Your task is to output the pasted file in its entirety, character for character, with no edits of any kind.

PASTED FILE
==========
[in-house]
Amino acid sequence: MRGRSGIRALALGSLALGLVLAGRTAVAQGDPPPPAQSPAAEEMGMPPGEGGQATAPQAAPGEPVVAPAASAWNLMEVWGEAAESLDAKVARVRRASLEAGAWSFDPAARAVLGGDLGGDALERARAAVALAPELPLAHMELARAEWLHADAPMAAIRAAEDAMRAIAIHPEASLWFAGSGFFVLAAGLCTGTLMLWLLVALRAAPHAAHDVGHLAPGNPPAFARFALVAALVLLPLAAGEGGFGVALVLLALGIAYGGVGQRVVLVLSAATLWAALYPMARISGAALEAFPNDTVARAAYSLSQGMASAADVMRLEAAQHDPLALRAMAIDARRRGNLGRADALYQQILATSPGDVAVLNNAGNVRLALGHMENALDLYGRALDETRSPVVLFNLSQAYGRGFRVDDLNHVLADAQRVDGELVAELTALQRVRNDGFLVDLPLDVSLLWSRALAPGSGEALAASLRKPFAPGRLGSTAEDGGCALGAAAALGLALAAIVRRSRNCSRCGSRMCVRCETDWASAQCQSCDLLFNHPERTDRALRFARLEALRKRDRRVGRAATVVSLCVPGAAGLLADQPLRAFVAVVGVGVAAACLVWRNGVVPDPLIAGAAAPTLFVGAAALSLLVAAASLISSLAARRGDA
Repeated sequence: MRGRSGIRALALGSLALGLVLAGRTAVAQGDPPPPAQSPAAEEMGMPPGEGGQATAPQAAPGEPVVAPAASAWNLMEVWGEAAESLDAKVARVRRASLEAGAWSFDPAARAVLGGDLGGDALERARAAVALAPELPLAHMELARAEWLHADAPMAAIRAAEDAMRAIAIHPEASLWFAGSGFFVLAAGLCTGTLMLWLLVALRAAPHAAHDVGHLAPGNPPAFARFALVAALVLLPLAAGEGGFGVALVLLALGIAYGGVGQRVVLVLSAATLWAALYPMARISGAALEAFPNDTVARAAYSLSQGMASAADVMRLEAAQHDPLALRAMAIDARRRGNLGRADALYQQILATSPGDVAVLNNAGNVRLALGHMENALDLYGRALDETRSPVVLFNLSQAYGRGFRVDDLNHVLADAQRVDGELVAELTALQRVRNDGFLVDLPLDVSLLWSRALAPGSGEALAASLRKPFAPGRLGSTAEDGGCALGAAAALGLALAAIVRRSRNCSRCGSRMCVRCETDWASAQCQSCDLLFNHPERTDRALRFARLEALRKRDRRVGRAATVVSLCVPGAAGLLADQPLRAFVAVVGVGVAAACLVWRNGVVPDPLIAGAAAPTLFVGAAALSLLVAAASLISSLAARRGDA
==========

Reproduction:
[in-house]
Amino acid sequence: MRGRSGIRALALGSLALGLVLAGRTAVAQGDPPPPAQSPAAEEMGMPPGEGGQATAPQAAPGEPVVAPAASAWNLMEVWGEAAESLDAKVARVRRASLEAGAWSFDPAARAVLGGDLGGDALERARAAVALAPELPLAHMELARAEWLHADAPMAAIRAAEDAMRAIAIHPEASLWFAGSGFFVLAAGLCTGTLMLWLLVALRAAPHAAHDVGHLAPGNPPAFARFALVAALVLLPLAAGEGGFGVALVLLALGIAYGGVGQRVVLVLSAATLWAALYPMARISGAALEAFPNDTVARAAYSLSQGMASAADVMRLEAAQHDPLALRAMAIDARRRGNLGRADALYQQILATSPGDVAVLNNAGNVRLALGHMENALDLYGRALDETRSPVVLFNLSQAYGRGFRVDDLNHVLADAQRVDGELVAELTALQRVRNDGFLVDLPLDVSLLWSRALAPGSGEALAASLRKPFAPGRLGSTAEDGGCALGAAAALGLALAAIVRRSRNCSRCGSRMCVRCETDWASAQCQSCDLLFNHPERTDRALRFARLEALRKRDRRVGRAATVVSLCVPGAAGLLADQPLRAFVAVVGVGVAAACLVWRNGVVPDPLIAGAAAPTLFVGAAALSLLVAAASLISSLAARRGDA
Repeated sequence: MRGRSGIRALALGSLALGLVLAGRTAVAQGDPPPPAQSPAAEEMGMPPGEGGQATAPQAAPGEPVVAPAASAWNLMEVWGEAAESLDAKVARVRRASLEAGAWSFDPAARAVLGGDLGGDALERARAAVALAPELPLAHMELARAEWLHADAPMAAIRAAEDAMRAIAIHPEASLWFAGSGFFVLAAGLCTGTLMLWLLVALRAAPHAAHDVGHLAPGNPPAFARFALVAALVLLPLAAGEGGFGVALVLLALGIAYGGVGQRVVLVLSAATLWAALYPMARISGAALEAFPNDTVARAAYSLSQGMASAADVMRLEAAQHDPLALRAMAIDARRRGNLGRADALYQQILATSPGDVAVLNNAGNVRLALGHMENALDLYGRALDETRSPVVLFNLSQAYGRGFRVDDLNHVLADAQRVDGELVAELTALQRVRNDGFLVDLPLDVSLLWSRALAPGSGEALAASLRKPFAPGRLGSTAEDGGCALGAAAALGLALAAIVRRSRNCSRCGSRMCVRCETDWASAQCQSCDLLFNHPERTDRALRFARLEALRKRDRRVGRAATVVSLCVPGAAGLLADQPLRAFVAVVGVGVAAACLVWRNGVVPDPLIAGAAAPTLFVGAAALSLLVAAASLISSLAARRGDA